The Ministry of Defence is paying for the ongoing noise and vibration tests and trials on the General Dynamics Ajax vehicle programme after soldiers were injured by the vehicle due to defects.

The information comes from a response to a Parliamentary written question.

John Healey, MP for Wentworth and Dearne, asked:

“To ask the Secretary of State for Defence, whether his Department is paying for ongoing safety tests for the Ajax programme following vibration linked concerns raised in recent trials.”

Jeremy Quin, Minister of State for the Ministry of Defence, responded:

“The Ministry of Defence is paying for the ongoing Millbrook noise and vibration tests and trials on the Ajax programme.”

I wrote yesterday that the Ministry of Defence have confirmed that “there may be a requirement for Warrior to be used in some reconnaissance roles” until the troubled Ajax armoured vehicle is brought into service.

Warrior could ‘be used in some roles’ until Ajax enters service

The Ministry of Defence previously stated that while they would no longer upgrade Warrior, the armoured fighting vehicle would remain in service until replaced by Boxer. A total of £430m had been spent on the Warrior upgrade programme. You can read more about Warrior upgrades here.

You can read more about that here.

The Ministry of Defence recently ruled out purchasing an alternative to Ajax as it “remains committed” to the troubled armoured vehicle. Trials of the British Army’s new Ajax armoured vehicles were recently halted for a second time after concerns were again raised over noise.

The Ministrty of Defence confirmed that following renewed concerns on the impacts of noise, “all Ajax trials have been suspended and will only resume when we are assured that mitigations are fully effective.”

Last month, Defence Minister Jeremy Quin visited the Millbrook Proving Ground where independent testing has been conducted on Ajax. He commented:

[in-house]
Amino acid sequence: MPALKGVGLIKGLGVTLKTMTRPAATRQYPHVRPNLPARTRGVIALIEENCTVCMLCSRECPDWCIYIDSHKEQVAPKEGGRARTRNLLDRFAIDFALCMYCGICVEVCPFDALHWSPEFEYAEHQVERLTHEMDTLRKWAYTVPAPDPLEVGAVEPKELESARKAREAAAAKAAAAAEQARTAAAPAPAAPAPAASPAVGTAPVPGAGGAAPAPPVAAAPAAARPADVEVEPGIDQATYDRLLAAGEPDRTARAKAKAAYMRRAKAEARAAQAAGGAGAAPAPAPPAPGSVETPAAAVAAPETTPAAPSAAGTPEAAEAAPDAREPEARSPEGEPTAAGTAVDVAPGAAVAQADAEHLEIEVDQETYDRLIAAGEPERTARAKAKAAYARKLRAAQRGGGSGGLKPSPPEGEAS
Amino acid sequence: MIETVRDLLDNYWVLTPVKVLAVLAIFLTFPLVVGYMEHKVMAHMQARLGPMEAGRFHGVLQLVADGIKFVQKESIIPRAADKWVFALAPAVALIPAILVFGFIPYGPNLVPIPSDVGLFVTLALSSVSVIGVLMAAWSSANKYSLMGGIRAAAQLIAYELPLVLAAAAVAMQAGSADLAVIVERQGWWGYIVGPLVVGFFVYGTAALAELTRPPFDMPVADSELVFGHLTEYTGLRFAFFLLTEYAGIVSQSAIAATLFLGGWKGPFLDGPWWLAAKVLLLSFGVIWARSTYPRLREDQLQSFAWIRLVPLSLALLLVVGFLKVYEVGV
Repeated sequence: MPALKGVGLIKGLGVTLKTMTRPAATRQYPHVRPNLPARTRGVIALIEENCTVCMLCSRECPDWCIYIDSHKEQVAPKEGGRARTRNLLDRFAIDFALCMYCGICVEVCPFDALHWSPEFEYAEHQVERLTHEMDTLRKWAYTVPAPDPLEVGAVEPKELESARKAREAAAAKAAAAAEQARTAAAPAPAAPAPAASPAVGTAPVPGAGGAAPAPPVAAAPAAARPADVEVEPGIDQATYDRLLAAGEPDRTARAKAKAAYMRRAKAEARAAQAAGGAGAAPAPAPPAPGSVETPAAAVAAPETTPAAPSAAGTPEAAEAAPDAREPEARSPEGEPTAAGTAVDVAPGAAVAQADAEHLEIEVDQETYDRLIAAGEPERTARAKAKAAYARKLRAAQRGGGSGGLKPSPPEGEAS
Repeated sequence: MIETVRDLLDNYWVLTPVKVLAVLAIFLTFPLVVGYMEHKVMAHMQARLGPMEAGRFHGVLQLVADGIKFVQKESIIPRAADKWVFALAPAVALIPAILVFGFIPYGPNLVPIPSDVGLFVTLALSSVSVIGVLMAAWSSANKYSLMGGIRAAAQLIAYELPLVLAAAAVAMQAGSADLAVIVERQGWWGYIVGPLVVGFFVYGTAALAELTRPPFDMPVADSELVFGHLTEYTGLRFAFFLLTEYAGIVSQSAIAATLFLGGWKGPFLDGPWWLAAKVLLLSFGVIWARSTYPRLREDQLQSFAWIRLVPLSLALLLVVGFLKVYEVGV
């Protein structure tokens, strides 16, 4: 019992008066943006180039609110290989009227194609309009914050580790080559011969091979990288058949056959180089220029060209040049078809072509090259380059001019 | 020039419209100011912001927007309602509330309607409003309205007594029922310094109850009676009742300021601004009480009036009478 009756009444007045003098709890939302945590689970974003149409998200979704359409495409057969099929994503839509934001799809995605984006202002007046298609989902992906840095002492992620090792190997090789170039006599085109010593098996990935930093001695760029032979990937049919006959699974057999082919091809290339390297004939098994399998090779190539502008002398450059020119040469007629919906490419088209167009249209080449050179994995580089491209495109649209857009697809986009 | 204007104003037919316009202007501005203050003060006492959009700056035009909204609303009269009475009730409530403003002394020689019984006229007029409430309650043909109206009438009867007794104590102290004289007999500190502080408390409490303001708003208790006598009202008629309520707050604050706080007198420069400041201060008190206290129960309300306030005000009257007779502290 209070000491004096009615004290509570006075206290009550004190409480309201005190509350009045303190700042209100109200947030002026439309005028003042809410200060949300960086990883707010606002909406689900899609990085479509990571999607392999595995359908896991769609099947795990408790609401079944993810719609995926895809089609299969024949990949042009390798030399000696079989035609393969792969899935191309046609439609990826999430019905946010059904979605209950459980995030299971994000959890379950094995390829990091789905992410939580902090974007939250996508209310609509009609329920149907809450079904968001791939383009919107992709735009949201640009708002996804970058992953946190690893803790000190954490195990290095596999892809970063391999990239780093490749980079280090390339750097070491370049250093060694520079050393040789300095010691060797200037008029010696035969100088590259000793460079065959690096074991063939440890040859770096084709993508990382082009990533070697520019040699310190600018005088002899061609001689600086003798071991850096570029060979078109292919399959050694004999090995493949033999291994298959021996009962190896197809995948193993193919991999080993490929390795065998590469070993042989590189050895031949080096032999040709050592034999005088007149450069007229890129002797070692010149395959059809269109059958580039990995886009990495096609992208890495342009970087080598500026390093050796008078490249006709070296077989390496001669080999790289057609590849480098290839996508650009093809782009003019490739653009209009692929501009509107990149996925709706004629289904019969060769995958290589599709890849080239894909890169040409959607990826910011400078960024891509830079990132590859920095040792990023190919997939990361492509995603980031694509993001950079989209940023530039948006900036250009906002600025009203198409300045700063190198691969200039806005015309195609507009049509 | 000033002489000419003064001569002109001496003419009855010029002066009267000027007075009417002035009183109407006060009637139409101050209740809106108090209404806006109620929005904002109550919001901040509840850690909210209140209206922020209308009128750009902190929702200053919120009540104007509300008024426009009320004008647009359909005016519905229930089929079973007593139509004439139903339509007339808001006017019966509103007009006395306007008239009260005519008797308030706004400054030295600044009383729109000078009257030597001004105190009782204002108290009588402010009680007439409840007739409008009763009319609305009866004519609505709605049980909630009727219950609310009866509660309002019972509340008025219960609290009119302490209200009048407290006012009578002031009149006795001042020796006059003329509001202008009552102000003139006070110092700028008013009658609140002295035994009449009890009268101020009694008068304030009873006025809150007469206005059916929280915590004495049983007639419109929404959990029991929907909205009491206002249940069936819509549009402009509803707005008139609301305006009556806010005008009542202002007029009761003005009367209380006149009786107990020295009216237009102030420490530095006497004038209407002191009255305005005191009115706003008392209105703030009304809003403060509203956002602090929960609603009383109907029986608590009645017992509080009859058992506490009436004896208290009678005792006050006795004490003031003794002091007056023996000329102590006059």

“This long-running troubled programme requires ongoing intense work by our industrial partners and ourselves to ensure its delivery. In achieving this, the safety of our personnel will always come first.”

Earlier in the year we reported that trials of Ajax armoured vehicles were halted at the end of last year to March this year due to excessive vibration and noise, leaving crews suffering from nausea, swollen joints and tinnitus.

General Dynamics UK said at the time that it is working with the Army on the issues.

“Recent trials have confirmed many of the required capabilities across the AJAX Family of Vehicles, including operations across the full range of speed and reverse step obstacle climb. A small number of remaining issues are being reviewed and closed out in partnership with the British Army and Ministry of Defence ahead of Initial Operating Capability.”

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Andrew Thorne
Andrew Thorne
6 days ago

They should just stop this bloated programme. It doesn’t work, it will never work and general dynamics should be blackballed in the future for any new programmes. It really angers me that we can waste £5.5 billion in this way. Yes track and trace was even worse but why do we asa country allow expensive consultants to sell us this cr*p. Someone in the MoD, high up, needs firing.

RobW
RobW
6 days ago
Reply to  Andrew Thorne

Are you saying it is [email protected] due to the noise and vibration issues or for other reasons? If it’s just the former then why cannot they be fixed?

eclipse
eclipse
6 days ago
Reply to  RobW

They cannot be fixed because the platform is inherently poor. I don’t know why we can’t manage a quite simple AFV, but that is a question for another time. The Ajax was meant to be under twenty tonnes IIRC, now it’s double that. It can’t fire if it’s driving at over 20 mph, and it can’t reverse over obstacles. There are undoubtedly other problems that simply have not been discovered and/or released yet. In other words, “fixing it” would mean starting all over.

Graham Moore
Graham Moore
6 days ago
Reply to  eclipse

Eclipse, Ajax is a far from simple AFV. No AFV nowadays is simple.

I don’t recall a brief that said Ajax had to be under 20t – the base was either Pizarro (26.3t) or Ulan (28t), so it was never going to be less than that.